Citing a slowing of the economy in the face of the sovereign debt crisis engulfing several Eurozone countries, the European Central Bank said today it will keep the benchmark lending rate at 1.5 percent. This marks a shift in the central bankÃ¢â‚¬â„¢s outlook and is a dramatic reversal since the previous interest rate announcement last month which raised rates by twenty-five basis points.
In a press conference following the interest rate announcement, ECB President Jean-Claude Trichet described the current level of economic uncertainty as Ã¢â‚¬Å“very highÃ¢â‚¬Â. As a result, Trichet revealed that the ECB will conduct a Ã¢â‚¬Å“supplementary refinancing operationÃ¢â‚¬Â to provide additional loans to the regionÃ¢â‚¬â„¢s banks.
Indeed, there is evidence that the central bank has already started a new program to buy government debt to help countries forced to offer higher borrowing costs to attract investors. Spain, for instance, was able to raise 2.2 billion euros (US$3.1 billion) on Thursday but was forced to offer 4.8 percent on three-year bonds compared to 4.0 percent for a bond auction held in June.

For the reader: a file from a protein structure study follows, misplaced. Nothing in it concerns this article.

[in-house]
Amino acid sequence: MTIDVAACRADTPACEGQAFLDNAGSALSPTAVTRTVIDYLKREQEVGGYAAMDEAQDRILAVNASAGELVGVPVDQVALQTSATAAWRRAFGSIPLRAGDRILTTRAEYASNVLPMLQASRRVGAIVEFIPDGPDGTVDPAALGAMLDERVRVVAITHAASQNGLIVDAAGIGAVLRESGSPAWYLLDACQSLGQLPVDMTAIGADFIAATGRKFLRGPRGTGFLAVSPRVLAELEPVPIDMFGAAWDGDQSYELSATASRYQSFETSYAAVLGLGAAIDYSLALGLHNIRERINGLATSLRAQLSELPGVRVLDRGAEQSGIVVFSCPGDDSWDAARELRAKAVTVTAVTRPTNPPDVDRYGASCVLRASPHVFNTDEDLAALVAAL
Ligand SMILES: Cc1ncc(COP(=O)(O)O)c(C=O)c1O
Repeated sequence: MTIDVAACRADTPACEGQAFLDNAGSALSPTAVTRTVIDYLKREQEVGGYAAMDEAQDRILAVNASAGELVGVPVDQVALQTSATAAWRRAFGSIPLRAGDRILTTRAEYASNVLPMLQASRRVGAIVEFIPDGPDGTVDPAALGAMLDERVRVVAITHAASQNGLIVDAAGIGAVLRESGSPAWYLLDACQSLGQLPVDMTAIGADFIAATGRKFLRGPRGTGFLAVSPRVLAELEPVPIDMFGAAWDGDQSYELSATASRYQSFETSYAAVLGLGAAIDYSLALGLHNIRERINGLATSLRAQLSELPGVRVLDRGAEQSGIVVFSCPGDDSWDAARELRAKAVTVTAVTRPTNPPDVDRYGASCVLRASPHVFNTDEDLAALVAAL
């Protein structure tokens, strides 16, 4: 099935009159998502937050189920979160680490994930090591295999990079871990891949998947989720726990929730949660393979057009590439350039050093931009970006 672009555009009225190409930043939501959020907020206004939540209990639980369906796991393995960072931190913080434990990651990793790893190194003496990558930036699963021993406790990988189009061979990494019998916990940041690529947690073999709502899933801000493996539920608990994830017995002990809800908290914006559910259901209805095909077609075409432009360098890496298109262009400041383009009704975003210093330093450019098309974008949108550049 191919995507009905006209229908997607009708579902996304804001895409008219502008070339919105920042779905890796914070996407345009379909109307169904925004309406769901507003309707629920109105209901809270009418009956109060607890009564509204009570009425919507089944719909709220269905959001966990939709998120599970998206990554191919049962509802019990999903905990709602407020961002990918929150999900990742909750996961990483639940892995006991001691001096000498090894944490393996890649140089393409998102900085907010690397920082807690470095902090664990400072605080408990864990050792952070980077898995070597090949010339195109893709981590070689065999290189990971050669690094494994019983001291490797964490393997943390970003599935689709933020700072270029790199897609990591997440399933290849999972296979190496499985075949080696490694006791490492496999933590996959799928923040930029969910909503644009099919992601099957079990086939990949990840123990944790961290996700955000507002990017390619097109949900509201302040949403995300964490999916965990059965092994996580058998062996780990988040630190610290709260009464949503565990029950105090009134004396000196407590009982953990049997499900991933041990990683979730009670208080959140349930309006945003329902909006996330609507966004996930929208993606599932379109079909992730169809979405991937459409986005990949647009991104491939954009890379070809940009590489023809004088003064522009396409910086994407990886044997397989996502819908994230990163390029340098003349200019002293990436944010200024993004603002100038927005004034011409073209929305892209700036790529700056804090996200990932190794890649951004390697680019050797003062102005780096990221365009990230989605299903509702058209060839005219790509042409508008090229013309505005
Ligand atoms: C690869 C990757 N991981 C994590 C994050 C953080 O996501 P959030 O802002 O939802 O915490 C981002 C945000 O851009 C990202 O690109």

The rate represents a risk premium of 407 basis points over the benchmark German bunds touching a new high for the post-euro era. Despite the increased risk, demand was deemed to be very strong. This suggests there is reasonable confidence in the market that Spain is still capable of meeting its debt obligations.
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